Sprifermin keeps moving FORWARD in knee osteoarthritis treatment
Post hoc results of the phase II FORWARD* study continued to reflect positive structural changes with the recombinant human fibroblast growth factor(FGF)-18 sprifermin, given the substantial dose-dependent increases in cartilage thickness gain and reductions in cartilage loss independent of location in the femorotibial joints (FTJ) of patients with knee osteoarthritis (OA).
“[In the 2-year primary analysis,] sprifermin demonstrated cartilage modification in the total FTJ and in both FT compartments by MRI … [The current findings] expand these results [and continue to show] structural modification of cartilage thickness with sprifermin,” said the researchers.
Current treatments for OA are mostly aimed at mitigating symptoms without targeting structural progression, whereas disease-modifying OA drugs (DMOADs) aim to modify tissue structure alongside clinical improvements. [Age Ageing 2013;42:272-278; Arthritis Rheum 2005;52:3349-3359] The current findings thus underscore the potential of sprifermin as a DMOAD for knee OA, noted the researchers.
A total of 434 subjects were randomized 1:1:1:1:1 to receive placebo or three once-weekly intra-articular injections of either of two doses of sprifermin – 30 μg (S30) or 100 μg (S100) – administered every 6 or 12 months (Q6mo or Q12mo). Healthy reference subjects from the Osteoarthritis Initiative** (OAI; n=82) were used for indirect comparison of changes in the thickening-thinning scores with the study cohort. [Ann Rheum Dis 2020;doi:10.1136/annrheumdis-2019-216453]
Over the 2-year observation period, compared with placebo, mean thickening scores were significantly greater with S100 Q6mo, S100 Q12mo, and S30 Q6mo (856, 881, and 571 μm, respectively, vs 431 μm; p<0.05 for all), while mean thinning scores were substantially lower with S100 Q6mo (-432 vs -766 μm; p<0.05).
Compared with the OAI cohort, mean thickening scores were more than double in the S100 Q6mo arm (856 vs 356 μm), whereas thinning nearly reached the level observed among healthy subjects (-432 vs -335 μm).
Thickening-thinning score ratio was higher in the S100 Q6mo and Q12mo arms vs the OAI cohort (1.98 and 1.48, respectively, vs 1.06). The OAI ratio represents no net cartilage loss or gain, while those in the two sprifermin arms suggest cartilage thickness gain, noted the researchers.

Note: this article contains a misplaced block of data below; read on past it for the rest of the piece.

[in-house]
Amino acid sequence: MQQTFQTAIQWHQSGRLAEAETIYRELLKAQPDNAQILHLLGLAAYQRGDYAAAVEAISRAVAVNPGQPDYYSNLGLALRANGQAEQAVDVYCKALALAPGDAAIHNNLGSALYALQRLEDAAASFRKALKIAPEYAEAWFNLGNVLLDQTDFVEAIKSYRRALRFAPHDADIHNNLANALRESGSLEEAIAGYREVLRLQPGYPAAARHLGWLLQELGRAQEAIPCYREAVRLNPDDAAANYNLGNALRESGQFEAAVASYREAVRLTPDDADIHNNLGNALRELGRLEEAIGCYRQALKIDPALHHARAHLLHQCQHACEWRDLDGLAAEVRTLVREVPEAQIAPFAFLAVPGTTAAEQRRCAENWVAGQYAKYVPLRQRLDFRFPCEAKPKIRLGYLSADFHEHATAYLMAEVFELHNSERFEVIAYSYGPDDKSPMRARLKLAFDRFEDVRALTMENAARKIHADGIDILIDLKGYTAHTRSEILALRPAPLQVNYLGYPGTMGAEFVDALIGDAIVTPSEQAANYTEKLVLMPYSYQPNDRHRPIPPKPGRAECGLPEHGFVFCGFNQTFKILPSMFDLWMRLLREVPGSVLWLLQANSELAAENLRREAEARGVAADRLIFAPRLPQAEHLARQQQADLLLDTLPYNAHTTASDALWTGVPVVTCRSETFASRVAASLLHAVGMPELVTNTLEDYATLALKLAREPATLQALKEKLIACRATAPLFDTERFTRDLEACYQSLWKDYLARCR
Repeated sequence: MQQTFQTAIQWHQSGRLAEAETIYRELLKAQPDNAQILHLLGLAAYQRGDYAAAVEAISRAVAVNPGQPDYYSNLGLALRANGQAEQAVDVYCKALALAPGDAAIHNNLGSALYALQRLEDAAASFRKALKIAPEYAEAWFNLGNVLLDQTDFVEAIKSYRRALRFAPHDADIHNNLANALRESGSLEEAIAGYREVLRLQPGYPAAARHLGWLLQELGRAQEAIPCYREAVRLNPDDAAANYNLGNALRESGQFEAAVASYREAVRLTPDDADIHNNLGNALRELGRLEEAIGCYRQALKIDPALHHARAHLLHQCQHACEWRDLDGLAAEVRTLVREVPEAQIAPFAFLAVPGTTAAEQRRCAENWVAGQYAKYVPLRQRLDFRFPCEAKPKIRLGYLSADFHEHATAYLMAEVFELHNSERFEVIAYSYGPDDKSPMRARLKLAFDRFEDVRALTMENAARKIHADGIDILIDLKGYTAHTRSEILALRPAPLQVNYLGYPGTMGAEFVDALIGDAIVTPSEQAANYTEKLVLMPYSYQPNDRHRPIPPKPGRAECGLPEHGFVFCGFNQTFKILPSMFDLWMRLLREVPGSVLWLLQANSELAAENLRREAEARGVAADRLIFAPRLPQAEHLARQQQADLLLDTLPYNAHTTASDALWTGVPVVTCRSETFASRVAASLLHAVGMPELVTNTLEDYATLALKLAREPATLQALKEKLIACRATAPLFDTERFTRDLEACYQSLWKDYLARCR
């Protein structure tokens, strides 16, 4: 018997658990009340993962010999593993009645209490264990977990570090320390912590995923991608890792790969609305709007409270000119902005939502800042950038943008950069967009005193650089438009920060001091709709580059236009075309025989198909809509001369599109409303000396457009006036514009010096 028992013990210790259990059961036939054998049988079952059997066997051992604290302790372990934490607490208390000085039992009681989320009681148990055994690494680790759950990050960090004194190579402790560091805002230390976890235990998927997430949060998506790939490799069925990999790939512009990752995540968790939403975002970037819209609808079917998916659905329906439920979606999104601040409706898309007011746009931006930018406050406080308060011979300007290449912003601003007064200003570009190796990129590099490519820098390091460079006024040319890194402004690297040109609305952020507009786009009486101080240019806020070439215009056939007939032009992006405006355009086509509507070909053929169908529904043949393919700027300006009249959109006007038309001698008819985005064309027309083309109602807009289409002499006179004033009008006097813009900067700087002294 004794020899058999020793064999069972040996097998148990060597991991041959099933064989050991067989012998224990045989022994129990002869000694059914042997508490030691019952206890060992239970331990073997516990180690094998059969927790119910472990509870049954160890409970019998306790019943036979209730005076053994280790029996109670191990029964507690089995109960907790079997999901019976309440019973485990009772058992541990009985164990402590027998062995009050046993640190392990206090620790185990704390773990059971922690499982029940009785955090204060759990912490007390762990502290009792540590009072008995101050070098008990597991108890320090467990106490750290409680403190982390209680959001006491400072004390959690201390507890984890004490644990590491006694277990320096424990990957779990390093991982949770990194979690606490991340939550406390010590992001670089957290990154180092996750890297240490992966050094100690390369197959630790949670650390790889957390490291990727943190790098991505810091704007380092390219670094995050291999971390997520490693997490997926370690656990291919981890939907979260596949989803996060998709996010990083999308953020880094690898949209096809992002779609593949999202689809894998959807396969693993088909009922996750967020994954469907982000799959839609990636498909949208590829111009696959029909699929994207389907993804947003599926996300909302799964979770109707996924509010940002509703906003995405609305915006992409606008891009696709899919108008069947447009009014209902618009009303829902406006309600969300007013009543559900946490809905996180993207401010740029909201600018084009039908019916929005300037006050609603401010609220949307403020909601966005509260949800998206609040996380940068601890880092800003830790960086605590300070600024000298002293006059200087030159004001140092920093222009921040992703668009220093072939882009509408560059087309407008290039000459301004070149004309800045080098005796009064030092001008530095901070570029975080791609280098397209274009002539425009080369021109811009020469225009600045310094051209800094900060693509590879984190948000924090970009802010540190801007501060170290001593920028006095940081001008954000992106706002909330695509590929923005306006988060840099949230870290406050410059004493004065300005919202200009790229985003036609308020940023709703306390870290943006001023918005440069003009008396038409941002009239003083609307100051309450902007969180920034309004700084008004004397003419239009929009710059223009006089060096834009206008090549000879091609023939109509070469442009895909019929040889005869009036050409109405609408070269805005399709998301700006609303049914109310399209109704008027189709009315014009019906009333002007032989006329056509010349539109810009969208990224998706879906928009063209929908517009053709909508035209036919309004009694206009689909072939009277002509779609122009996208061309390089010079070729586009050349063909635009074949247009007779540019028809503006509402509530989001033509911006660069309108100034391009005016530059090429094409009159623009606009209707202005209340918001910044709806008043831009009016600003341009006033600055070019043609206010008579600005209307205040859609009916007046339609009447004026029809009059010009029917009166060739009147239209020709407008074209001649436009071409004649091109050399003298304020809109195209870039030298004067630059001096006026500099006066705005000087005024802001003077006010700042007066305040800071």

These findings provide strong support for the substantial cartilage modification with sprifermin, particularly the highest doses (ie, S100 Q6mo and Q12mo), they added.
Location-independent analysis: the pros
Despite the capacity of MRIs to measure cartilage thickness change in FT subregions, region-specific analysis cannot elucidate whether cartilage loss is reduced wherever it occurs in an individual joint. [Osteoarthritis Cartilage 2011;19:302-308]
“[Moreover,] clinical trials often do not account for differences in disease laterality, or restrict observations to those with only medial disease, limiting generalization to subjects with lateral OA. In contrast, FORWARD intentionally included patients with both medial and lateral disease,” explained the researchers.
“In this context, location-independent analysis is particularly advantageous, as [it can provide a more sensitive and informative analysis]. It covers cartilage thinning and thickening wherever it occurs in a joint, independent of the compartment and location primarily affected,” they continued.
However, despite the robust design and relatively large sample, the use of healthy subjects from a different cohort and the multiple comparisons may have introduced inaccuracies, noted the researchers. “[Therefore,] caution must be applied when interpreting the data … [Nonetheless,] sprifermin should be evaluated further in clinical trials as a potential DMOAD for knee OA.”